“Tokyo is where I shop,” chimes Akane in a girly Japanese voice, as the pair introduce pop sensibilities to the hardcore dancehall format. Expect this one to go ballistic in the land of the Rising Sun, and maybe other places too if it gets sufficient airplay.

CHINO MUS’ COME BACK [DI GENIUS]

Chino and his brother, producer Stephen “Di Genius” McGregor, make a classy double act as they combine on an infectious girls’ song that could well replace Gyptian’s Hold You as this summer’s favourite reggae crossover song. That’s because despite Chino pining for reconciliation it’s breezy and light-hearted, and perfect for daytime airplay.

PATEXXX & BOUNTY KILLER SUMMER TIME [RIDDIM SYNDICATE]

Bounty Killer was honoured at Sumfest for services to music and after more than fifteen years at the top he deserves it. No longer “cross, angry and miserable,” he’s heard in a supporting role here as Patexxx croons about the joys of summer.

It’s a tune that’s edgy enough for dancehall and yet that’ll sound good in a party or on the radio, just like the title suggests.

VYBZ KARTEL YUH LUV CHAT [RUSSIAN]

“What don’t concern you, leave it alone,” warns Kartel, who clearly wrote these lyrics – addressed to a scheming female – when he was “behind the rail,” i.e., in jail under suspicion of gang-related activities. The dee-jay was subsequently released without charge and whilst the religious analogy is a bit far-fetched [“people like you put Christ on the cross]” he clearly has a point.

The tough, futuristic rhythm’s courtesy of Russian by the way, who’s another of Jamaica’s most talented young producers.

GYPTIAN MORE LIFE [CASH FLOW]

CHRIS MARTIN MY EX-GIRL [CASH FLOW]

KONSHENS NO RETREAT [CASH FLOW]

Chris Martin has voiced some excellent songs since winning Rising Stars and My Ex-Girl is no exception. Technically, he’s better than a good many other Jamaican singers, including Gyptian. The latter’s popularity is fully deserved however, and founded on his unerring sense of melody and also that hint of vulnerability which drives the girls crazy. More Life isn’t included on the new album but wouldn’t have sounded at all out of place if it had been, since his lyrics and delivery are appealing as ever.

Konshens is better known for conscious tunes but proves his worth as a lovers’ singer on No Retreat. He may have been inspired by Cash Flow’s Pleasure rhythm, which flows beautifully and also hosts cuts by up-and-coming artists like Dario, Khago, Nellie Roxx, Sophia Brown, the sweet-voiced Denyque and Delus, whose ghetto hymn Unruly shouldn’t be overlooked.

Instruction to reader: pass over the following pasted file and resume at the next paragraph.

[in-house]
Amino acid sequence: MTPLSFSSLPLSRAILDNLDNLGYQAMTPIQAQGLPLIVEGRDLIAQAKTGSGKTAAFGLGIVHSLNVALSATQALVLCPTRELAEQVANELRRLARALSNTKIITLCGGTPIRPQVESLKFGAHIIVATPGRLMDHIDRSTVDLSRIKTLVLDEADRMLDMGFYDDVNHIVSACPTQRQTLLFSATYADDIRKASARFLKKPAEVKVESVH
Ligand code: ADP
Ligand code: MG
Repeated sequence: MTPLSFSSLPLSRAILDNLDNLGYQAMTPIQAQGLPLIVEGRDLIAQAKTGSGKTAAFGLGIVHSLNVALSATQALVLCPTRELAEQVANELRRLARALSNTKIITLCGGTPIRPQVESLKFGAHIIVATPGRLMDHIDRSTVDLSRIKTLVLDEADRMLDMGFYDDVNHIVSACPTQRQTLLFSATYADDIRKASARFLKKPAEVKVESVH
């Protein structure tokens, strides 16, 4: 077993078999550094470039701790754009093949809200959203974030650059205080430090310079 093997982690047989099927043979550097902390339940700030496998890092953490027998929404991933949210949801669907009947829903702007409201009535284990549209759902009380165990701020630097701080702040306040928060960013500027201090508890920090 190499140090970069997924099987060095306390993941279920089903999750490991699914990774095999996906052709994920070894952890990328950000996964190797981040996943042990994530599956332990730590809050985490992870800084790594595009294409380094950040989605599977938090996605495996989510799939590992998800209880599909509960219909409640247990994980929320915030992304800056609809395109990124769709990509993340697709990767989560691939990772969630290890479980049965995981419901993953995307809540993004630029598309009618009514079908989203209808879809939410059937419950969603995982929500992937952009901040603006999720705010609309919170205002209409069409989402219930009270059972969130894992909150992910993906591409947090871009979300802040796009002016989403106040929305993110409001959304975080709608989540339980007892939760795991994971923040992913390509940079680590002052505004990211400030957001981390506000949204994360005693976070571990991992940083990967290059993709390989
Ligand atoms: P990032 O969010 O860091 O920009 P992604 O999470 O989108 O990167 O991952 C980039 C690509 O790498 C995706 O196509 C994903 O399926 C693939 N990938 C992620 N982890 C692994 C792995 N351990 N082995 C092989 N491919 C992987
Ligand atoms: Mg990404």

SIZZLA AFRICAN LIBERATION [MAXIMUM SOUND]

I-OCTANE FALSE PRETENDERS [MAXIMUM SOUND]

YAMI BOLO ETHNIC CLEANSING [MAXIMUM SOUND]

Maximum Sound’s Frenchie has always made intelligent choices where rhythms are concerned and nothing’s changed for this latest set of roots tunes. Johnny Clarke’s Blood Dunza gets a makeover here, and it’s just as majestic as Bunny Lee’s original.

Few are better placed to comment on African liberation than Sizzla, and especially after his adventures in Zimbabwe. I-Octane is a roots star in the making; Yami Bolo sounds revitalised on Ethnic Cleansing and there are equally impressive cuts by Lutan Fyah [Sanctify Yourself] and Dean Frazer available on 45 or as downloads.

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About johnmasouri
John Masouri is a long-time author and music journalist specialising in reggae and its many off-shoots including dub, ska, roots and dancehall. The author of Wailing Blues: The Story of Bob Marley's Wailers, published by Omnibus Press in 2008, he is currently working on a biography of reggae singer Peter Tosh, due to appear next year. In addition to book projects, he continues to write articles and reviews for Reggae Vibes (France), Riddim (Germany) and Echoes - formerly Black Echoes - which is renowned as Britain's No. 1 black music monthly. His work has also appeared in Mojo, Music Week, the Guardian, the Observer and the NME, as well as magazines in the US, Caribbean and Japan.